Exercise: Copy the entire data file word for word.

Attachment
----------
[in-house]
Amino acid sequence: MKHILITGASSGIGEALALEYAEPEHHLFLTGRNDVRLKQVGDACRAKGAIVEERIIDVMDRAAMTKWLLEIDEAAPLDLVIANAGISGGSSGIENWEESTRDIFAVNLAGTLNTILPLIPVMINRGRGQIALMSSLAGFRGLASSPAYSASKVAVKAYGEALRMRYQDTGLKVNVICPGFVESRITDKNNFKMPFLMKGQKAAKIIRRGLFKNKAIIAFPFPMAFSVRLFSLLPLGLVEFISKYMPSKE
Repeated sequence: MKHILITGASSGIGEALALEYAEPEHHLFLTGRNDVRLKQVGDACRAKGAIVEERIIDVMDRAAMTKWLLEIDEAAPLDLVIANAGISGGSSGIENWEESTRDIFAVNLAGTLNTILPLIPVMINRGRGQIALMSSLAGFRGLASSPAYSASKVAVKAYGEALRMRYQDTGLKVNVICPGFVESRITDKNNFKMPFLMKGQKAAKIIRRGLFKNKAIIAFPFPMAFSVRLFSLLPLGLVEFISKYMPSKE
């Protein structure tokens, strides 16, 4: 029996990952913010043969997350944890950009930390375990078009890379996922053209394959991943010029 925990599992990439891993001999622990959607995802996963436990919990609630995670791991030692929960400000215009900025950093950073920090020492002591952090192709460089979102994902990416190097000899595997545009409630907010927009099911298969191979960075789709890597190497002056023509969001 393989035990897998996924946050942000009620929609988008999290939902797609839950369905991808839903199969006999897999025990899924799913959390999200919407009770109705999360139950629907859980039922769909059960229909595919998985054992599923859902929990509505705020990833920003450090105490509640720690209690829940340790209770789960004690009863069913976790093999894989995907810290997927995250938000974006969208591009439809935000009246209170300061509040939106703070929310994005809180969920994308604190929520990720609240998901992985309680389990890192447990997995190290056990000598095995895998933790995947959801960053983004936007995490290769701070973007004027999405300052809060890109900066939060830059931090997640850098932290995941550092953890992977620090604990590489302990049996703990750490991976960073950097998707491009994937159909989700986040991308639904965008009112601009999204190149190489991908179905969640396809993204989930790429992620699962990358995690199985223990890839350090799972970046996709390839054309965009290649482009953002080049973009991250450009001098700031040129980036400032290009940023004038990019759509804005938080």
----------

[in-house]
Amino acid sequence: MKHILITGASSGIGEALALEYAEPEHHLFLTGRNDVRLKQVGDACRAKGAIVEERIIDVMDRAAMTKWLLEIDEAAPLDLVIANAGISGGSSGIENWEESTRDIFAVNLAGTLNTILPLIPVMINRGRGQIALMSSLAGFRGLASSPAYSASKVAVKAYGEALRMRYQDTGLKVNVICPGFVESRITDKNNFKMPFLMKGQKAAKIIRRGLFKNKAIIAFPFPMAFSVRLFSLLPLGLVEFISKYMPSKE
Repeated sequence: MKHILITGASSGIGEALALEYAEPEHHLFLTGRNDVRLKQVGDACRAKGAIVEERIIDVMDRAAMTKWLLEIDEAAPLDLVIANAGISGGSSGIENWEESTRDIFAVNLAGTLNTILPLIPVMINRGRGQIALMSSLAGFRGLASSPAYSASKVAVKAYGEALRMRYQDTGLKVNVICPGFVESRITDKNNFKMPFLMKGQKAAKIIRRGLFKNKAIIAFPFPMAFSVRLFSLLPLGLVEFISKYMPSKE
């Protein structure tokens, strides 16, 4: 029996990952913010043969997350944890950009930390375990078009890379996922053209394959991943010029 925990599992990439891993001999622990959607995802996963436990919990609630995670791991030692929960400000215009900025950093950073920090020492002591952090192709460089979102994902990416190097000899595997545009409630907010927009099911298969191979960075789709890597190497002056023509969001 393989035990897998996924946050942000009620929609988008999290939902797609839950369905991808839903199969006999897999025990899924799913959390999200919407009770109705999360139950629907859980039922769909059960229909595919998985054992599923859902929990509505705020990833920003450090105490509640720690209690829940340790209770789960004690009863069913976790093999894989995907810290997927995250938000974006969208591009439809935000009246209170300061509040939106703070929310994005809180969920994308604190929520990720609240998901992985309680389990890192447990997995190290056990000598095995895998933790995947959801960053983004936007995490290769701070973007004027999405300052809060890109900066939060830059931090997640850098932290995941550092953890992977620090604990590489302990049996703990750490991976960073950097998707491009994937159909989700986040991308639904965008009112601009999204190149190489991908179905969640396809993204989930790429992620699962990358995690199985223990890839350090799972970046996709390839054309965009290649482009953002080049973009991250450009001098700031040129980036400032290009940023004038990019759509804005938080």